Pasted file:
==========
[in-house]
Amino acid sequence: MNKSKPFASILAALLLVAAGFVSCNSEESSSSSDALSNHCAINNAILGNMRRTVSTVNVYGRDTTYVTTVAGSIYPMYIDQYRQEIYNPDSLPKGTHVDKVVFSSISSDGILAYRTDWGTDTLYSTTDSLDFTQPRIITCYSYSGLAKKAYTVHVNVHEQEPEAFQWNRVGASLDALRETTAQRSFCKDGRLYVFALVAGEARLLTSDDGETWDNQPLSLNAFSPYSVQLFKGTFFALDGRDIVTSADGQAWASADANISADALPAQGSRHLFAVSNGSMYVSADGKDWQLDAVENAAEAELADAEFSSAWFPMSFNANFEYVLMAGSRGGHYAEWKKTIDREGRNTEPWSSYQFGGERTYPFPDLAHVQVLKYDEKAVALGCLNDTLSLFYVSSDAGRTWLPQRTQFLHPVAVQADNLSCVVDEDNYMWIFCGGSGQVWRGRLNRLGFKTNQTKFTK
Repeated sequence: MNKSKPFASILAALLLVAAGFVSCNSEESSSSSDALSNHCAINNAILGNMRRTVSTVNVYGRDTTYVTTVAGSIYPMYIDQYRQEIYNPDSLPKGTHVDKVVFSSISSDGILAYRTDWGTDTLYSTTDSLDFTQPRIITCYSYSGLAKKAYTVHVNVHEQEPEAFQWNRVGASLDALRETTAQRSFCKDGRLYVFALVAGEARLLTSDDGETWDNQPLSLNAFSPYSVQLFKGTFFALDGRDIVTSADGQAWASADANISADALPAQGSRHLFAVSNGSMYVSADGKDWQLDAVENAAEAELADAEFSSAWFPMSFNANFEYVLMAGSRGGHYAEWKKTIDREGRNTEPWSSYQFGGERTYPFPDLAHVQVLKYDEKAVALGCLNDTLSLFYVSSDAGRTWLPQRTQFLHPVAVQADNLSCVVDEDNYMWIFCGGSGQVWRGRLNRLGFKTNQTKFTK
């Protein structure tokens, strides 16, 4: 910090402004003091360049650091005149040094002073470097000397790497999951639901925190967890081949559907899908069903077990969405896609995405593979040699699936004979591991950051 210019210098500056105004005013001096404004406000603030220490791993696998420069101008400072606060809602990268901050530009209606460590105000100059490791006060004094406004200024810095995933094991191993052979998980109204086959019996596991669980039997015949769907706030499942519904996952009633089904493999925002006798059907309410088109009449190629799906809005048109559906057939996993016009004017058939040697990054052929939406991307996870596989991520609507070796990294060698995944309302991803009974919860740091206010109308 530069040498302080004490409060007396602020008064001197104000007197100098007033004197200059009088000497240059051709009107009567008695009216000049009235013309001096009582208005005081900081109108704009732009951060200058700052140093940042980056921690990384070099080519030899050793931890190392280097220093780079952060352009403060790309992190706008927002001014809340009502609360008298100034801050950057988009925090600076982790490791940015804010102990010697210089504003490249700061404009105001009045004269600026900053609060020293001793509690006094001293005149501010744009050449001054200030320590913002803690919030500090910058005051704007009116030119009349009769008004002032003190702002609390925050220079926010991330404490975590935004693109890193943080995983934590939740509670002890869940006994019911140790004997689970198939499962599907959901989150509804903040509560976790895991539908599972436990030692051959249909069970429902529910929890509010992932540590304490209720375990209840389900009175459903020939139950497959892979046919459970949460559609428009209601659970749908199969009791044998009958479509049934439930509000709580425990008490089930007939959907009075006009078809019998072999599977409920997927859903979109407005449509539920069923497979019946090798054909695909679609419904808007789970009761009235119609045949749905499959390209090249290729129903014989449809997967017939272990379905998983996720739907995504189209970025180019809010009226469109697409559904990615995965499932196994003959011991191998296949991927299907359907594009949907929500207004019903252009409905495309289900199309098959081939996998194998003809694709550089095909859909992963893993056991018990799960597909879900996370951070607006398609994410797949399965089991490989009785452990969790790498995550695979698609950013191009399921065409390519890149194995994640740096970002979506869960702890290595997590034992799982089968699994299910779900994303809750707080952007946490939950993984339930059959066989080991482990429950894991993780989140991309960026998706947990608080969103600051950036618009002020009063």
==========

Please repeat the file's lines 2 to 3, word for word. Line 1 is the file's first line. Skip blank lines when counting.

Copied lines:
Amino acid sequence: MNKSKPFASILAALLLVAAGFVSCNSEESSSSSDALSNHCAINNAILGNMRRTVSTVNVYGRDTTYVTTVAGSIYPMYIDQYRQEIYNPDSLPKGTHVDKVVFSSISSDGILAYRTDWGTDTLYSTTDSLDFTQPRIITCYSYSGLAKKAYTVHVNVHEQEPEAFQWNRVGASLDALRETTAQRSFCKDGRLYVFALVAGEARLLTSDDGETWDNQPLSLNAFSPYSVQLFKGTFFALDGRDIVTSADGQAWASADANISADALPAQGSRHLFAVSNGSMYVSADGKDWQLDAVENAAEAELADAEFSSAWFPMSFNANFEYVLMAGSRGGHYAEWKKTIDREGRNTEPWSSYQFGGERTYPFPDLAHVQVLKYDEKAVALGCLNDTLSLFYVSSDAGRTWLPQRTQFLHPVAVQADNLSCVVDEDNYMWIFCGGSGQVWRGRLNRLGFKTNQTKFTK
Repeated sequence: MNKSKPFASILAALLLVAAGFVSCNSEESSSSSDALSNHCAINNAILGNMRRTVSTVNVYGRDTTYVTTVAGSIYPMYIDQYRQEIYNPDSLPKGTHVDKVVFSSISSDGILAYRTDWGTDTLYSTTDSLDFTQPRIITCYSYSGLAKKAYTVHVNVHEQEPEAFQWNRVGASLDALRETTAQRSFCKDGRLYVFALVAGEARLLTSDDGETWDNQPLSLNAFSPYSVQLFKGTFFALDGRDIVTSADGQAWASADANISADALPAQGSRHLFAVSNGSMYVSADGKDWQLDAVENAAEAELADAEFSSAWFPMSFNANFEYVLMAGSRGGHYAEWKKTIDREGRNTEPWSSYQFGGERTYPFPDLAHVQVLKYDEKAVALGCLNDTLSLFYVSSDAGRTWLPQRTQFLHPVAVQADNLSCVVDEDNYMWIFCGGSGQVWRGRLNRLGFKTNQTKFTK